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Most of my memory of my teenage years is firmly locked and sealed. Sometimes a long-forgotten smell, the most evocative of all the senses in this deodorized world, will open it a crack. But in general it is a series of long gray tunnels with occasional vivid glimpses of daylight, which are probably wrong. I have kept no diaries or letters, and almost all those who populated my childhood and adolescence are dead or otherwise lost to me.

Yet for the past few weeks I have been confined by state-sponsored panic to my hometown, for day after brilliantly sunny day. I cannot recall spring weather as good as this since the late 1960s. And that is one reason why these times have become an endless encounter with my own past. I live in the same physical city as the one I dwelt in at the end of the 1960s. The place I knew then has gone. The manners and social relations, the way we talked, our tastes and clothes and jokes, would be in a museum if they were solid things. People would deride them or recoil from them. If by some terrible twist I was taken back there, knowing what I know now, I should hate it.

Yet ghosts of that time still linger behind a dozen front doors, all still standing. At one I received the only telegram I have ever been sent in my life, delivered by a smart messenger on a red motorcycle. There too, exhausted by the hard physical work and early hours of a summer laboring job, I learned the interesting lesson that if I was exhausted enough, I could watch literally anything on the TV, and not mind.

In that street there were difficulties with girls. In this one, there was underage drinking. I still shudder at awakened recollections of foolish or nasty actions, now as far in the past as the First World War was at the time. I never understood then that my parents and teachers remembered as far back as that. But they must have done. The whole era now lurks just on the edge of my vision, slipping out of sight the moment I try to focus on it.

Forced to stay away from my office in London, and so spared hours of commuting each day, I have given interest to my daily exercise by bicycling deep into the far-off quarters of the city, known to me long ago but since neglected. I have also been forced back into the shapeless days and nights of the teenager I then was, far too free to wander down long-ignored turnings, which I have been too busy to take for half a century. As a result, I am newly haunted by hints and clues of my own history, but never able to recover it properly. This haunting began at the end of March when I was in the town’s Far East, once a grubby metal-bashing quarter perfumed with oil and a smell that someone once brilliantly described as “burnt electricity.” I used to go there early on summer mornings, to hand out bundles of Trotskyist leaflets to puzzled production line workers. Afterward, my comrades and I would retire for mugs of strong mud-colored tea and marvelous bacon sandwiches (the best I ever had) at a dark and rudimentary café. All that has vanished now, along with the tall chimneys, still clearly marked with the camouflage patterns painted on them during World War Two, which used to loom over the district.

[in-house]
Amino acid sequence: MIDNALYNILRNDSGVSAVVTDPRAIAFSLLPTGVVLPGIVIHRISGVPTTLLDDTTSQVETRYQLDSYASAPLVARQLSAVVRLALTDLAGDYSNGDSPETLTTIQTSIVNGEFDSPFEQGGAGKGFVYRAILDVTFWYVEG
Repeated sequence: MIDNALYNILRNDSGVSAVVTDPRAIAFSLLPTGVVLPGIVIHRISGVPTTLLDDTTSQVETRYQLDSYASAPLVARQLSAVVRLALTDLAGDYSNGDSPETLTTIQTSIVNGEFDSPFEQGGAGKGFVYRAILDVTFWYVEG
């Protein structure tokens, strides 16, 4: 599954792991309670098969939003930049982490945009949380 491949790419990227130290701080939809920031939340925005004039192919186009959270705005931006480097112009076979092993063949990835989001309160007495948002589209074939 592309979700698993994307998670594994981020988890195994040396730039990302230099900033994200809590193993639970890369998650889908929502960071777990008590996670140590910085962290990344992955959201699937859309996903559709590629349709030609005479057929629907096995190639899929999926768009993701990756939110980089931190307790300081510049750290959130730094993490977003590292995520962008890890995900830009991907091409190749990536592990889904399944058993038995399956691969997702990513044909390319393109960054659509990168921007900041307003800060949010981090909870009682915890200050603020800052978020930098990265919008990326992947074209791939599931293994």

But an old iron railroad bridge still stands exactly where it always did. And the virus crisis has obviously interrupted a scheme to rub it down and repaint it. For the ancient and rather odd words “UP CZECHS,” obviously dating from the crushing of the Prague Spring of 1968, have reappeared there 52 years after they were blotted out. I think I can remember them being there when they were new. I suspect they were the work of Trotskyist friends of mine, trying to make sense of a year in which the young, in a strange spasm, rose up simultaneously against Charles De Gaulle and Leonid Brezhnev. Generally we were more used to slogans which began “DOWN WITH . . .” or ended with “. . . OUT!” We had little practice in expressing approval, hence the rather odd formula of “UP CZECHS.” And we were inhibited by confusion and doubt. The crowds in Prague that summer were protesting a regime of the Left. As Trotskyists, we knew in theory that this could possibly be a good thing. But in practice it went against something deep to find ourselves on the same side as so many conservatives. In some profound part of our minds, we knew Prague’s rising against the U.S.S.R. was the same cause as the one pursued by the students of Paris in May that same year, and not really conservative at all. In this we were in fact right. But almost none of us, including me, could have explained why at the time. I can explain it now, but it has taken me half a century to work it out.